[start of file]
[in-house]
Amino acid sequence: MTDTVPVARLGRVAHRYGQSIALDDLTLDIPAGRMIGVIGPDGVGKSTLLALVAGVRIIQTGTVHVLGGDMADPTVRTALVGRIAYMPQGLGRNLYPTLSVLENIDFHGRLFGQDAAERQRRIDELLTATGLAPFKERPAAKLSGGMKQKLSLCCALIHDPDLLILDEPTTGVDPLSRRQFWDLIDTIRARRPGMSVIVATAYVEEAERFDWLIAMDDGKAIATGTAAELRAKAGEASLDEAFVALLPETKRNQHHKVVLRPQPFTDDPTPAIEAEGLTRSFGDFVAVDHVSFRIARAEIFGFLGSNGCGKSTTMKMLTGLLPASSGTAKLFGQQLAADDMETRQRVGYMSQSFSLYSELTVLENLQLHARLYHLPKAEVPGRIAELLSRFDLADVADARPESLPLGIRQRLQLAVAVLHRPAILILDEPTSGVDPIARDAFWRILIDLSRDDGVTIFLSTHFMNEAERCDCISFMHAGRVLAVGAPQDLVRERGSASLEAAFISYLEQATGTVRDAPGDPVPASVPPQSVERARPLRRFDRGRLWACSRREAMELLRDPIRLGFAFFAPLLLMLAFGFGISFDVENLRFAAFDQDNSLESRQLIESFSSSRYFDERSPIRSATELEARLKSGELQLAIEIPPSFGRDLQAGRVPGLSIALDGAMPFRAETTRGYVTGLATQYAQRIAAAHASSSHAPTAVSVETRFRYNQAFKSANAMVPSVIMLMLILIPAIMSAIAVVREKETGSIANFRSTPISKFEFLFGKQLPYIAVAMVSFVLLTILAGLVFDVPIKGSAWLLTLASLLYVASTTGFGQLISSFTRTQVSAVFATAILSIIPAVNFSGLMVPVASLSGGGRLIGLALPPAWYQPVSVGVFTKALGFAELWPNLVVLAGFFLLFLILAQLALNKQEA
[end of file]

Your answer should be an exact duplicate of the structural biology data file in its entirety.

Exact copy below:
[in-house]
Amino acid sequence: MTDTVPVARLGRVAHRYGQSIALDDLTLDIPAGRMIGVIGPDGVGKSTLLALVAGVRIIQTGTVHVLGGDMADPTVRTALVGRIAYMPQGLGRNLYPTLSVLENIDFHGRLFGQDAAERQRRIDELLTATGLAPFKERPAAKLSGGMKQKLSLCCALIHDPDLLILDEPTTGVDPLSRRQFWDLIDTIRARRPGMSVIVATAYVEEAERFDWLIAMDDGKAIATGTAAELRAKAGEASLDEAFVALLPETKRNQHHKVVLRPQPFTDDPTPAIEAEGLTRSFGDFVAVDHVSFRIARAEIFGFLGSNGCGKSTTMKMLTGLLPASSGTAKLFGQQLAADDMETRQRVGYMSQSFSLYSELTVLENLQLHARLYHLPKAEVPGRIAELLSRFDLADVADARPESLPLGIRQRLQLAVAVLHRPAILILDEPTSGVDPIARDAFWRILIDLSRDDGVTIFLSTHFMNEAERCDCISFMHAGRVLAVGAPQDLVRERGSASLEAAFISYLEQATGTVRDAPGDPVPASVPPQSVERARPLRRFDRGRLWACSRREAMELLRDPIRLGFAFFAPLLLMLAFGFGISFDVENLRFAAFDQDNSLESRQLIESFSSSRYFDERSPIRSATELEARLKSGELQLAIEIPPSFGRDLQAGRVPGLSIALDGAMPFRAETTRGYVTGLATQYAQRIAAAHASSSHAPTAVSVETRFRYNQAFKSANAMVPSVIMLMLILIPAIMSAIAVVREKETGSIANFRSTPISKFEFLFGKQLPYIAVAMVSFVLLTILAGLVFDVPIKGSAWLLTLASLLYVASTTGFGQLISSFTRTQVSAVFATAILSIIPAVNFSGLMVPVASLSGGGRLIGLALPPAWYQPVSVGVFTKALGFAELWPNLVVLAGFFLLFLILAQLALNKQEA